‘Sorry. That meeting must have been on Tuesday. I was having a bit of trouble with my back on Monday and went to get a massage. I called Michael to come over because that girl really straightened my spine and I know he sometimes has a bad back. You gotta take employee welfare serious in this day and age.’
‘That’s very considerate of you Mr Souness. Can you explain why Mrs Evers made six calls to her husband’s mobile from outside Hope Street Sauna when our data shows that he was inside with his phone switched on?’
‘Beats me. Perhaps she was mistaken about the type of massages they give there.’
‘We know exactly what kind of massages they give. We sent in an undercover officer from Bolton. As we speak a team from vice squad are paying a visit. Inspector Threlkeld wanted to be there but preferred to stay and hear what you have to say.’
‘That has no bearing on this case or my client.’
‘Oh contraire. A team of forensic accountants have been investigating Mad Dog since I arrested him this morning. Just before we started this interview they told me that he is the sole owner of Hope Street Sauna.’
‘So fucking what! I own it. That’s got fuck all to do with this Evers bird.’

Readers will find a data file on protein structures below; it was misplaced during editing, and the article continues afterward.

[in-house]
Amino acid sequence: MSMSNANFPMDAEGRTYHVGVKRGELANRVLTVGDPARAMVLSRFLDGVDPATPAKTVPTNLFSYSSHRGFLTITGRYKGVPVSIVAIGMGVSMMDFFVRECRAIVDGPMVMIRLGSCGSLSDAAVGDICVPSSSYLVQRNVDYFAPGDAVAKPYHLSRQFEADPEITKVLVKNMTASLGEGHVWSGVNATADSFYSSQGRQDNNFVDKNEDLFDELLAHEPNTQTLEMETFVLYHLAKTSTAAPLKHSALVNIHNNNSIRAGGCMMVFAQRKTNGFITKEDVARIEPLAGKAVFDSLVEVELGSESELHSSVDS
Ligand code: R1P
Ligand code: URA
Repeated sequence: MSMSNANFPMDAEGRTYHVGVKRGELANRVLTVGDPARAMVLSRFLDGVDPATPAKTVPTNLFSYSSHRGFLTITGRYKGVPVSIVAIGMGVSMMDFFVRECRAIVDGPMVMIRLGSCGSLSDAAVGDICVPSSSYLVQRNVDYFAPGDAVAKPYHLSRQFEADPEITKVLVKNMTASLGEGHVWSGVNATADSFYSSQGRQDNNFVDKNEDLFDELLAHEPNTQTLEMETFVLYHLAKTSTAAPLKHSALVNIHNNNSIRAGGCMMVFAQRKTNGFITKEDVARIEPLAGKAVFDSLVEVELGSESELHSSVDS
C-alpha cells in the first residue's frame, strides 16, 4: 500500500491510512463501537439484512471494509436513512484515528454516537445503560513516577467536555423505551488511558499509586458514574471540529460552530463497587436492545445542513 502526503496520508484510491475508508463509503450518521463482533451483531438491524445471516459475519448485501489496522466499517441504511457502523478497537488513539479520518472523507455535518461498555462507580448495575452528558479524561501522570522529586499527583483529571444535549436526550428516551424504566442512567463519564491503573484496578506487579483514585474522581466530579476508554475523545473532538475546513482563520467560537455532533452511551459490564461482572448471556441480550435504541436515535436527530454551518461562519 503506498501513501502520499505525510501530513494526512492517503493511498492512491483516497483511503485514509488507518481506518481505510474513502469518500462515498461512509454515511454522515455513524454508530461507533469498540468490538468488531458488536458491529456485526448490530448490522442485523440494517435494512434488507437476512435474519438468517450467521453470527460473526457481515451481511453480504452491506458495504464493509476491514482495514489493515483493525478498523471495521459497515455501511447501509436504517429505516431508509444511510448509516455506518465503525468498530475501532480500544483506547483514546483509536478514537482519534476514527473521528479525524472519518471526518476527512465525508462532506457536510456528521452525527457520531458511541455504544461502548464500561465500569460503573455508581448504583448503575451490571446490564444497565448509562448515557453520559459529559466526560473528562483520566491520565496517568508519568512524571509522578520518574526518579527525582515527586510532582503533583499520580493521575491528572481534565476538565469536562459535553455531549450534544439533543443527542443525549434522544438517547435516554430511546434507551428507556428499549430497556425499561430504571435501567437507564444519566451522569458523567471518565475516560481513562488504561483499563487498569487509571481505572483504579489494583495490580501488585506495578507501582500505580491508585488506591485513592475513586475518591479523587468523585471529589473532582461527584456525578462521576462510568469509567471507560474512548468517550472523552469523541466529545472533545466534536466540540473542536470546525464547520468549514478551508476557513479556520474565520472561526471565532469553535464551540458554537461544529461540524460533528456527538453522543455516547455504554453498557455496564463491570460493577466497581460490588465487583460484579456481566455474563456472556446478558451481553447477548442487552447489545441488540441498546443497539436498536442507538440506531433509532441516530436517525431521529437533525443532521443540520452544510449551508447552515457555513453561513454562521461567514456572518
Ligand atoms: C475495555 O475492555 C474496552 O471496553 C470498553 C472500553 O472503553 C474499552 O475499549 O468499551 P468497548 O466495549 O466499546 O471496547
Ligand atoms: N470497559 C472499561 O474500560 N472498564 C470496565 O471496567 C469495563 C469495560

‘We interviewed Mr Hannigan first and he told us an awful lot didn’t he Guv?’
‘He told us everything.’
‘That bastard. Wait ‘til I get my hands on him.’
‘Wait ‘til I get my hands on him. What do you think a jury would make of that Amy?’
‘I’d say they’d take it as a sign that Mr Souness is guilty. The only question left to ask is whether or not he’s going to confess to the murder of Francine Evers.’
‘Alright. I’ll tell you what happened.’
‘I strongly advise you to say nothing Mr Souness.’
‘C’mon Mad Dog. Spill it.’
‘I didn’t kill her. The husband did. She came in like a mad woman barging through doors and into the private rooms. When she found her man with a Czech bird bouncing on him she freaked and went for him. He pushed her away and she fell and hit her head on the worktop. She was dead by the time I was called through. Me and Hannigan cleaned up and dumped the body. For a fee of course.’


  1. The voices in this scene are very different, and 'sound' to my reading ears like matches for the personalities of their characters, Graham!

  2. Yeah, I agree with Robin. I'd no problem following the individuals, and they all have distinctive voices.

  3. Thanks for commenting guys. I'm pleased to know that it worked because I really dislike using "said" all the time.

  4. Works fine, Graham and as we all know, grit or noir depends on dialogue or sometimes voice-over. I've thought at times that maybe you could get a dual or triple voice-over to work. I might give that a try. This one carried the day and got the point across with pure dialogue. Obviously great practice in establishing the person speaking by their vocal mannerisms. Worked good, I'd say. Cool.

  5. Cheers AJ, you're a true gent. If you ever write that piece with multiple voiceovers holler in my direction as that's something I want to read.